thinking about Intel (INTC)

I became interested in INTC in late 2011, when it was trading at under $20 a share and yielding well over 3%.  It was a good news/bad news story, where it seemed to me that only the bad news was reflected in the stock.  So, although I’m a growth investor (one might argue that because I’m a growth investor), I was attracted to the stock on value grounds.

The bad news then–and the continuing bad news today–was/is that INTC had missed the boat on processors for mobile devices.

The good news had two aspects:

–INTC had realized what a horrible blunder refusing Steve Jobs’ invitation to develop chips for the iPhone and was working to correct it.  In addition,

–INTC had a lead of a least a year, maybe two, over anyone else in cutting edge process technology (smaller, cooler, less power-hungry).  That advantage,INTC said, would quickly put it back into the mobile game–maybe as soon as 2012, certainly by 2013.

I reasoned that at 5x cash flow, 8x earnings, proprietary technology and a 3% yield, there was little downside.  So I bought some and began to write about the story.

The stock went to just above $28 a share within six months or so.  As the stock approached $25, however, I had to change my investment thesis to something more than “more bad stuff is unlikely, good things might happen, and I was being paid about a 30-year Treasury yield to wait.”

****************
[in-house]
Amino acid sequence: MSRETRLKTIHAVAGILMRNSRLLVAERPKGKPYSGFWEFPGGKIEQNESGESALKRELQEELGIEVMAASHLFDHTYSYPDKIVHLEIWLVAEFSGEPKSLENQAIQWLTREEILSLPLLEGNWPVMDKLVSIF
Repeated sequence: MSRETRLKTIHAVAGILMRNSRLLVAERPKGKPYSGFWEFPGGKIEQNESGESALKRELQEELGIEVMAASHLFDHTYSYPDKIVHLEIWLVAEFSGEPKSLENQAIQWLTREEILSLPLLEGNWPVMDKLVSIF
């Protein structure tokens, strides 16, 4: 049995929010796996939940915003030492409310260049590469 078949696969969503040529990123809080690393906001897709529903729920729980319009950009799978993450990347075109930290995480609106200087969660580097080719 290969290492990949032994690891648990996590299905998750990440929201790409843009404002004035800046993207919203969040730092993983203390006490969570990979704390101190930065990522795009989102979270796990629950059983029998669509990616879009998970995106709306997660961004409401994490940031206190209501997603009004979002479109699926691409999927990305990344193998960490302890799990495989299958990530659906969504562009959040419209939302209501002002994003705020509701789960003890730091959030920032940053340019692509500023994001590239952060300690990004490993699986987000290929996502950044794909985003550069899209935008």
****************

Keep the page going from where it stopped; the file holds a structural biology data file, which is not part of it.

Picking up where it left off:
I thought $35 was a possibility if–as Paul Otellini the then-chairman said it would–INTC developed mobile customers quickly. At the same time, I recognized that if the company did not show mobile progress there was risk that the stock would reverse at least some of its gains.

Whoops!

A year later, the stock was at $19.10, below its year-earlier low.  Mr. Otellini, who by this time had announced that 2013 would join 2012 in the “nothing good to report” column, was out as CEO and the search was on for someone with a greater sense of urgency about INTC’s predicament.

déjå vu all over again

Brian Krzanich, a process engineer and a 30+-year INTC employee, is now the CEO.  The profit profile for this year and next–flat–hasn’t changed.   I can’t imagine the dividend being increased, although I can’t conceive of it being cut either over any reasonable investment horizon.  The next sea change in process technology is looking to be so expensive (triple the cost of the previous jump) that even INTC won’t go it alone–implying that INTC’s current edge in processing skill won’t last forever.

Nevertheless, INTC shares are trading above $28 again and flirting with the 2012 high.

Why?

Part of this is because the overall market is up sharply since 2012.  But INTC has been outperforming since shortly after Mr. Krzanich took the helm.  I think there’s good reason for this.  Mr.Krzanich is proving very nimble at using INTC’s technology to forge partnerships to get INTC the mobile knowhow and distribution it needs.

I think INTC is now in hands better suited to deal with INTC’s weakness in mobile. than it was in 2011, when I first bought the stock  There’s a considerable chance, I think, that INTC will make a successful transition to smartphone and tablet supplier, with profit increases to show for it in 2016.  $35 a share still sounds like a good price target to me.

Nevertheless, as was the case in early 2012, INTC is no longer the “no-brainer” it was in late 2012.  I’ve just sold about 20% of what I bought under $20 and I’ll likely trim a bit more.

 

 

 

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